In the face of prejudice, "let it spur you on to greater achievement, rather than accept and be licked by it." --Hank Greenberg
In 1934 young Hank Greenberg had his dream job--playing first base for the Detroit Tigers. Unlike some other Jewish baseball players of that time, Hank had not changed his name to disguise his Jewishness--he was not going to pretend he was something he wasn't. But there were many people who did not want to see a Jewish baseball player on the field. They booed and jeered and called him names, and most of his teammates were just standing by and letting it happen.
But Hank knew what he liked--baseball. So he played his best, kept quiet, and let his batting average speak for him instead.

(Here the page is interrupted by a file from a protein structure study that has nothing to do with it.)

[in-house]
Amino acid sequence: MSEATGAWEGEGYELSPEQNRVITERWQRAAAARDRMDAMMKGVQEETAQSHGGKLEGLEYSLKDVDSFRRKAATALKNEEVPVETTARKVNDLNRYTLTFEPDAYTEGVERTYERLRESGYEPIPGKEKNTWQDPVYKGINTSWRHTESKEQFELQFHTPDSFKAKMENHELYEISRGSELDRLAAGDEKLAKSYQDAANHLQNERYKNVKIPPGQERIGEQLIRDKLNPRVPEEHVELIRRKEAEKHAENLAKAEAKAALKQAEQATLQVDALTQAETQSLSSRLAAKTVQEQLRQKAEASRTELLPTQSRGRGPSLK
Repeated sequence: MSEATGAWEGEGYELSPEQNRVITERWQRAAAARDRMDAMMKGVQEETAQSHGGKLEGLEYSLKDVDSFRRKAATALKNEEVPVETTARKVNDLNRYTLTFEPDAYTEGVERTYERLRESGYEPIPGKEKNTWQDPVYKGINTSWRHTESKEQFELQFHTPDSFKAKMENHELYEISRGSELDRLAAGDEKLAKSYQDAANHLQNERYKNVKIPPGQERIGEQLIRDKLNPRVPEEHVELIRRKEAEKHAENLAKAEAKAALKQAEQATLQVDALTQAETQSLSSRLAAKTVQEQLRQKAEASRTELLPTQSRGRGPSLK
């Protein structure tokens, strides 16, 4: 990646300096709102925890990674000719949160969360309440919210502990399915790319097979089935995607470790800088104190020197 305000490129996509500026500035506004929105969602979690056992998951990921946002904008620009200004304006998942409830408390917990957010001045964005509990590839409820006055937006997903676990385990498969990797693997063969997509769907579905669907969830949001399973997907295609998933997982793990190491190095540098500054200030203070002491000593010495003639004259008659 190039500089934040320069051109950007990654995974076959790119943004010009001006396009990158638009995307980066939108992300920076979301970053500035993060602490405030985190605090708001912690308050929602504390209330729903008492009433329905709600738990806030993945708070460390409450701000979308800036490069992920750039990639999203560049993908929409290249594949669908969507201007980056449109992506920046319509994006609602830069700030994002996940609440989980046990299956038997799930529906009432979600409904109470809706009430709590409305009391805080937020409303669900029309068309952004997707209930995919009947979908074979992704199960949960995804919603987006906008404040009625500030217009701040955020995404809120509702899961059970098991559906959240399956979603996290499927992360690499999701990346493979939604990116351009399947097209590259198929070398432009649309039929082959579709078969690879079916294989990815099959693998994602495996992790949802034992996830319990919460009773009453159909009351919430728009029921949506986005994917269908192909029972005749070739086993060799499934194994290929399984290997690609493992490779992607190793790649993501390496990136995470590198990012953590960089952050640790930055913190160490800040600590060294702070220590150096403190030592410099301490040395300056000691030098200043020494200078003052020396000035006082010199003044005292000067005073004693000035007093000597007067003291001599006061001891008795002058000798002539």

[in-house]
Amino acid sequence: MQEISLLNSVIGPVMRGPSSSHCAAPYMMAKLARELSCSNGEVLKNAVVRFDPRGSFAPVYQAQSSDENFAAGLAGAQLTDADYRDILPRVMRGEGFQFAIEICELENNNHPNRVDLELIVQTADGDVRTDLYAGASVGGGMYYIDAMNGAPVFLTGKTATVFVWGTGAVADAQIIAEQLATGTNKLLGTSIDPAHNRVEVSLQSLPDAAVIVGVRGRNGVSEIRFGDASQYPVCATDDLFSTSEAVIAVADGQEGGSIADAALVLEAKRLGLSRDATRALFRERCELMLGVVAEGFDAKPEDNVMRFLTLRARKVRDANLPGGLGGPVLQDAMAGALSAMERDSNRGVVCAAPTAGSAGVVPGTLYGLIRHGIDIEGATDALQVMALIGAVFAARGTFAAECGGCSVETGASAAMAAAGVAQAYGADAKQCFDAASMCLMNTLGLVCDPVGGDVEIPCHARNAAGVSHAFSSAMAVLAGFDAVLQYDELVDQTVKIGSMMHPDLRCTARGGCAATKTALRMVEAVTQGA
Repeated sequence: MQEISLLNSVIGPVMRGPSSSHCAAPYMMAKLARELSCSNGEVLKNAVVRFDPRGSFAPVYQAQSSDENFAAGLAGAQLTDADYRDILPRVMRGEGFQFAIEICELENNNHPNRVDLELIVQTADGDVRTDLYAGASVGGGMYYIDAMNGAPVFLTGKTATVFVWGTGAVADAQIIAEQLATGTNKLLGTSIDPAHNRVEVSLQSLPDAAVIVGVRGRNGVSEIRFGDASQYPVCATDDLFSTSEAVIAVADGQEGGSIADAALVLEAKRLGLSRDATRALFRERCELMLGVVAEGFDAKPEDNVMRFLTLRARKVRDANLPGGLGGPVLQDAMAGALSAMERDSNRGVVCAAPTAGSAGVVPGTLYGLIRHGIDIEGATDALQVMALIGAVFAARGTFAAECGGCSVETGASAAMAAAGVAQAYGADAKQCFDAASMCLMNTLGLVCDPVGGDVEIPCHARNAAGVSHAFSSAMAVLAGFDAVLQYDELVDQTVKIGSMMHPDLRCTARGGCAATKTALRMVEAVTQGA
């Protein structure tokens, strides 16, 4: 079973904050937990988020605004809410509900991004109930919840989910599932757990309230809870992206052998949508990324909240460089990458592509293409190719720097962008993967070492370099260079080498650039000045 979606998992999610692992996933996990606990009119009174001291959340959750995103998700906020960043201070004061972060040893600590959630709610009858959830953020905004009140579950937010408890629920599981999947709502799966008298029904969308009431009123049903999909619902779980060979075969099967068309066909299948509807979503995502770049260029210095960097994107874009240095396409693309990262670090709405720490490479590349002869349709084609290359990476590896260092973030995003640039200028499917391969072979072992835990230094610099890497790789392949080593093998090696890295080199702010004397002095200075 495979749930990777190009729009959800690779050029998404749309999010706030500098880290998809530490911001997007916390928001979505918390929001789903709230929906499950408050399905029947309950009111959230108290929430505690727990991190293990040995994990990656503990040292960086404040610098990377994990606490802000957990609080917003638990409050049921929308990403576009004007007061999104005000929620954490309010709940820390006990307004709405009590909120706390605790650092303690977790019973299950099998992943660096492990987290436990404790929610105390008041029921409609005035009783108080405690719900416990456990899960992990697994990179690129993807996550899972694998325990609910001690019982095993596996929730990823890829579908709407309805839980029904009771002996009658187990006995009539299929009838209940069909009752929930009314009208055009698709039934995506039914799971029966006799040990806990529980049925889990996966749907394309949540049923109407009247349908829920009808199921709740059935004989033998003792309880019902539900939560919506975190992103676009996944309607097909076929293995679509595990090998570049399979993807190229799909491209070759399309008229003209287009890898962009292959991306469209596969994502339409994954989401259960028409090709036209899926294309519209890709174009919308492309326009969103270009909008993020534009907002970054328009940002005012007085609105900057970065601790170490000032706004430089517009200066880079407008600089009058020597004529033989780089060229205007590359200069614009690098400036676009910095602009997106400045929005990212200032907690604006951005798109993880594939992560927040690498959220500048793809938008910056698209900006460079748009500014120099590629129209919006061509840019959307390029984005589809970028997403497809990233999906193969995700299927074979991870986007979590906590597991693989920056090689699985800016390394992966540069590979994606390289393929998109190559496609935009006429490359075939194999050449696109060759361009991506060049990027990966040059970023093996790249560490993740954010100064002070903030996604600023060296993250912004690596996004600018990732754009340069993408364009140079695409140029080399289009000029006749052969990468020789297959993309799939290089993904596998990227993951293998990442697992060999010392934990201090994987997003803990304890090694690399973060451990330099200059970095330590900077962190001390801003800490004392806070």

In 1934, however, when the Tigers were leading the league, both Rosh Hashana and Yom Kippur fell on game days. Hank consulted a local rabbi, and decided he could play on Rosh Hashanah, a day of celebration, but refused to play on Yom Kippur. He went to synagogue services instead.
The Tigers lost that game, and Hank was blamed by many fans. A poem in the newspaper, however, recognized Hank's achievements and that, despite everything, more people were coming to accept him as a Jewish baseball player.
"We shall miss him on the field and shall miss him at the bat. But he's true to his religion, and I honor him for that!"
An end note with historical photo explains more about Hank's baseball career as the first Jewish superstar in American team sports.
“About Hank Greenberg,” with photograph. Full-color illustrations.
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